Thursday, November 24, 2016

‘Africa-Arab Pact Can Alter Global Economy’
November 24, 2016
Zimbabwe Herald

President Mugabe greets African Union Commission chairperson Dr Nkosazana-Dlamini Zuma, while First Lady Dr Grace Mugabe shakes hands with Equatorial Guinea President Tedoro Obiang Nguema Mbasogo in Malabo, Equatorial Guinea, yesterday. — (Picture by Presidential photographer Joseph Nyadzayo)

From Kuda Bwititi in Malabo, Equatorial Guinea

African and Arab nations have potential to form a formidable force that can shake the global economic order for the benefit of people from the two regions, President Mugabe said here yesterday.

Speaking at the 4th Africa-Arab Heads of State summit that ended here yesterday, President Mugabe said the two regions should foster mutually beneficial partnerships to undo the imbalance of the North/South cooperation skewed in favour of countries from the north.

“The unbalanced North/South cooperation, an extension of the colonial system, has demonstrated repeated failures, especially for less privileged countries of the South.

“They have simply tagged along, and only ‘developed’ along the dictates of the wealthy northerners."

“For the countries of the South, the economic pattern has been the continuous export of primary products and raw materials to feed the insatiable industrial needs of the northerners.”

President Mugabe said Africans and Arabs could leverage on geographic propinquity and cultural background to boost trade and investment.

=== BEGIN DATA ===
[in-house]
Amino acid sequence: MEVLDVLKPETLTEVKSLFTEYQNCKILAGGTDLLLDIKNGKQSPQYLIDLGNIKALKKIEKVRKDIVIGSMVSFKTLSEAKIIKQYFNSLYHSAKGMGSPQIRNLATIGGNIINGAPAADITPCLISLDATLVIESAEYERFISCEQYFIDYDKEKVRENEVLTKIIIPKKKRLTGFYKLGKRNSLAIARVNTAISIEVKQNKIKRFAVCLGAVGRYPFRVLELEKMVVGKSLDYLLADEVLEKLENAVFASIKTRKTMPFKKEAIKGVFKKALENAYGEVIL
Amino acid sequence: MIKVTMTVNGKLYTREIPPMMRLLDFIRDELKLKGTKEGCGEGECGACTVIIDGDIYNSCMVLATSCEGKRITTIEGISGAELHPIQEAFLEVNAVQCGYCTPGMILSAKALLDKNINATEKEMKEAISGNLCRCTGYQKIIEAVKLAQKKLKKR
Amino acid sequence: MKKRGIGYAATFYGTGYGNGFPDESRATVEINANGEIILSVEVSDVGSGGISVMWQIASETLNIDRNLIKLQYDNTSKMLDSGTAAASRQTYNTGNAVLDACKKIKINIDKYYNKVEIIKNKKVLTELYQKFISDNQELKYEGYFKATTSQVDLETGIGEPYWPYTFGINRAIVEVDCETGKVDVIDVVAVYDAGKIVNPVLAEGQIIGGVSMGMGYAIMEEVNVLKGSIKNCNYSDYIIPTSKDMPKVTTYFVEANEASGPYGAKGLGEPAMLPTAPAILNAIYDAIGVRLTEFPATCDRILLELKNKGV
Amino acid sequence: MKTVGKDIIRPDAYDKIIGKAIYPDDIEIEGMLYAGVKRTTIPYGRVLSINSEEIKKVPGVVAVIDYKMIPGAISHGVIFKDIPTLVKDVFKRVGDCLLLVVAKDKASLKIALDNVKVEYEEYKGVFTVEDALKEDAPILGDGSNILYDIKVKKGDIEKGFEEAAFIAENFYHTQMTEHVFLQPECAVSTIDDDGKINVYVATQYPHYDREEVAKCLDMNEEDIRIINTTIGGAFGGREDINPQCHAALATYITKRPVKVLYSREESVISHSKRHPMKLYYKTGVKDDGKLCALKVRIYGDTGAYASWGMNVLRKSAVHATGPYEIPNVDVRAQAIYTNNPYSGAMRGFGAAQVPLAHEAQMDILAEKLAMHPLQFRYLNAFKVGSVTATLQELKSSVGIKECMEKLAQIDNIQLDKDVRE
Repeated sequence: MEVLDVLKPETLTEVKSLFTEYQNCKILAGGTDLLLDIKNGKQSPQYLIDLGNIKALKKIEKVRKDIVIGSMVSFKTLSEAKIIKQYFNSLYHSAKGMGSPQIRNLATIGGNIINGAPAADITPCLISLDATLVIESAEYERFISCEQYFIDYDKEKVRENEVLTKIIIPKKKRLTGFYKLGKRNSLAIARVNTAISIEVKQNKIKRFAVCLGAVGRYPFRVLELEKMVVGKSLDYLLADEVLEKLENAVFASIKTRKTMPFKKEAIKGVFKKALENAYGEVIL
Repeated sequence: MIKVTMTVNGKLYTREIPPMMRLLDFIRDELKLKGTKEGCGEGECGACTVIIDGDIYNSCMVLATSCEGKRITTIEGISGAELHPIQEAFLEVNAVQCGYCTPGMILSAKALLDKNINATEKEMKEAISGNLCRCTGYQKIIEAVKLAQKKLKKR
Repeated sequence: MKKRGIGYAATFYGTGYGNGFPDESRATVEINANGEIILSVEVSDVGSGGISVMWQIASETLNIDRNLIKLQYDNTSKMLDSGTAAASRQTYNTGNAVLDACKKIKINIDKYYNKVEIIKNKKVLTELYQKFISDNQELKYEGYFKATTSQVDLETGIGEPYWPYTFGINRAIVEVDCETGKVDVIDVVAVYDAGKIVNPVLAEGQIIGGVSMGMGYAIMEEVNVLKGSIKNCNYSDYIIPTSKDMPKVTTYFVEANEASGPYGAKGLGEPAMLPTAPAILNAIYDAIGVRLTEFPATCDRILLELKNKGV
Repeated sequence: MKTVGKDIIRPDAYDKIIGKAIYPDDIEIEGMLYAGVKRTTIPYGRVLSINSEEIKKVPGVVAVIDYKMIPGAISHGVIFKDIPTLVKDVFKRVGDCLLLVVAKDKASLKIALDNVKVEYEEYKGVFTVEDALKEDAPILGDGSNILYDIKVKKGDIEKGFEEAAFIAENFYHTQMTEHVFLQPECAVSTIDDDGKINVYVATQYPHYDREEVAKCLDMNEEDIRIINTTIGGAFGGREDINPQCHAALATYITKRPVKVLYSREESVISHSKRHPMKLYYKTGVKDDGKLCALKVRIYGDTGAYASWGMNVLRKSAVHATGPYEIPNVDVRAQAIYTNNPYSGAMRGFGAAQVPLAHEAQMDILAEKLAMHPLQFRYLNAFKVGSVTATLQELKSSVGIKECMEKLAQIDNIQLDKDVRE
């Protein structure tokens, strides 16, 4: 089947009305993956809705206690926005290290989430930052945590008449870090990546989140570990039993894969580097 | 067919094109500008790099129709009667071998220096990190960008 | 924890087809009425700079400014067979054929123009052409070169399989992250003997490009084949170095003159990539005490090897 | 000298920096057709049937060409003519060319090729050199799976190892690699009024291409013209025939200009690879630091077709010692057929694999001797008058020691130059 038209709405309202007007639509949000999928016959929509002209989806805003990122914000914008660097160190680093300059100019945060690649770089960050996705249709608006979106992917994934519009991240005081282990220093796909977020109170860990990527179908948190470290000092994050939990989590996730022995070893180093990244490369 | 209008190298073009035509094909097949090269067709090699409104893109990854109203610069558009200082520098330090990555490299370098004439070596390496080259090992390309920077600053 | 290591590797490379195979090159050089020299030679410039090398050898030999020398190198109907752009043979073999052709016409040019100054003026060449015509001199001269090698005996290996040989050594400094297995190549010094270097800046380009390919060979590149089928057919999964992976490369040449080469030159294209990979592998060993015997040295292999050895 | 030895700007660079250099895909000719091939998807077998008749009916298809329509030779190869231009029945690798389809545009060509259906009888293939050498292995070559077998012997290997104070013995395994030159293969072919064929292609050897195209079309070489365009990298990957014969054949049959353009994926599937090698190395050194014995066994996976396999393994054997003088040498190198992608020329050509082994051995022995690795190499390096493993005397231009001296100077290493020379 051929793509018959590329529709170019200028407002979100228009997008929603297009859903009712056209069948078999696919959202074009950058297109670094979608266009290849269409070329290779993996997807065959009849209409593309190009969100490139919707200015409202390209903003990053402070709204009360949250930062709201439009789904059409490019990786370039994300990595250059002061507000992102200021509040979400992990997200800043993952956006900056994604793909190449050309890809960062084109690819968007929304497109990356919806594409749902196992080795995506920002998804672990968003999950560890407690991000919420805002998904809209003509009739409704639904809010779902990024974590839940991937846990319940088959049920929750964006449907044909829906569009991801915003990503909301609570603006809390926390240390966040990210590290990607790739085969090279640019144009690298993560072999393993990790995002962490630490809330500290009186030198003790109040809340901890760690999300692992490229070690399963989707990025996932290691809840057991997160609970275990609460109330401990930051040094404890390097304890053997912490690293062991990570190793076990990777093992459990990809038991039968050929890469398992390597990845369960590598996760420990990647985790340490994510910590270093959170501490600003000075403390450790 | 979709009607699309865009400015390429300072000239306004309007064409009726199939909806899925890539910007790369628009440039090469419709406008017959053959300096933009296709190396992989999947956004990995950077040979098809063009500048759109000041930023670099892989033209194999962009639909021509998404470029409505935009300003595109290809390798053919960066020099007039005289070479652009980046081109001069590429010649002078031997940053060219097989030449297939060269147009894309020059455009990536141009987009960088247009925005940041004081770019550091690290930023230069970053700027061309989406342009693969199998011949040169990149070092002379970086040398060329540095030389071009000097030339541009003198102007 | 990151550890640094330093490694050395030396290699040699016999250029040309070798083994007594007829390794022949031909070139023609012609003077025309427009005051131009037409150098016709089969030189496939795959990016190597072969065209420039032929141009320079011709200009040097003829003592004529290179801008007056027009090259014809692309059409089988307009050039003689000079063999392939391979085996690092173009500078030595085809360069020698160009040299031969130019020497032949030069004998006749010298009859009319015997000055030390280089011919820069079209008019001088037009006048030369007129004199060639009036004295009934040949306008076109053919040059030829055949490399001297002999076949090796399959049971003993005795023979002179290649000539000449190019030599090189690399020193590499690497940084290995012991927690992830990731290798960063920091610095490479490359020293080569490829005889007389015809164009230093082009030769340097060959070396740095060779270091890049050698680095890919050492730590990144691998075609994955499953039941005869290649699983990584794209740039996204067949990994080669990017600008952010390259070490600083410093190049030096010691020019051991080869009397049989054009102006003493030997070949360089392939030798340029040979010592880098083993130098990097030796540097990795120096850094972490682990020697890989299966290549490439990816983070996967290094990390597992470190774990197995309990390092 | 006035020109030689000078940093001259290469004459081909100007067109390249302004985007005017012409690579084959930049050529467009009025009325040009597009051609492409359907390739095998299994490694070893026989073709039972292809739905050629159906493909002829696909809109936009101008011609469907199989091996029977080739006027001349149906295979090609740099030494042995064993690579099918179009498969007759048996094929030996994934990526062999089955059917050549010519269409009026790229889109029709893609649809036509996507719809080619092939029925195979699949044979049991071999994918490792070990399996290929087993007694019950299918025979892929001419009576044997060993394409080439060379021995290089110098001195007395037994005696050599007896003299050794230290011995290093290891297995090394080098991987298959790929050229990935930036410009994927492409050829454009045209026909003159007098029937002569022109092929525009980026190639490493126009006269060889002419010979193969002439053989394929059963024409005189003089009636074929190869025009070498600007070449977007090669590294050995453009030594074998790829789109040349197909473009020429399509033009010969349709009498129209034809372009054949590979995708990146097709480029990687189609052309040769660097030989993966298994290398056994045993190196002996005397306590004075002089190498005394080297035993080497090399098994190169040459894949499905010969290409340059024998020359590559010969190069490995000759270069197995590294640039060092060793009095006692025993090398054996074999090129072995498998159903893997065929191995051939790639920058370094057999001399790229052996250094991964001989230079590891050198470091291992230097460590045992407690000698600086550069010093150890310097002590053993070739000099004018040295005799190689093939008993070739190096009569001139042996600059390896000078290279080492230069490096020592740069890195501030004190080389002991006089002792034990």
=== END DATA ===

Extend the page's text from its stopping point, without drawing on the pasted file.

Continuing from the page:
“It is my fervent hope that the Africa-Arab Cooperation can, and should be utilised, as an instrument to enhance trade and investment. “This relationship should be taken to higher levels that reflect the strong cultural ties, the geographical proximity and the tremendous potential that exists within and between our two regions.”

He said global economic challenges such as fickle commodity prices and currencies could be combated through strategic partnerships.

“Most of our countries are currently under pressure due to global commodity prices, fluctuating currencies and shrinking GDP growth. “We, therefore, need to identify and accelerate transformation of key sectors of our economies through building strategic partnerships, if we are to alleviate the negative impact of these challenges.”

President Mugabe said Africa could be a reliable partner for Arab states as the continent had shown its commitment to progress by undertaking a number of initiatives to chart the course for development.

“Since the last Africa-Arab Summit in Kuwait, in 2013, Africa has not been stagnant in its desire to progress and improve the lives and well-being of its people. In 2015, the African Union adopted Agenda 2063, which is a 50-year collective continental vision and roadmap.

“The Agenda aims to speed-up our actions in the eradication of poverty by 2025, to promote science, technology, research and innovation to transform growth and industrialisation through beneficiation and value-addition of natural resources and to recognise agriculture and agro-business.”

President Mugabe said the Zim-Asset blueprint had tapped into support from Arab countries as the country had been a recipient of multiple development assistance from Arab countries over the years.

“In Zimbabwe we have been implementing an economic blueprint called Zimbabwe Agenda for Sustainable Socio Economic Transformation (Zim-Asset), which focuses on beneficiation and value-addition to our agricultural and mining resources and infrastructural development.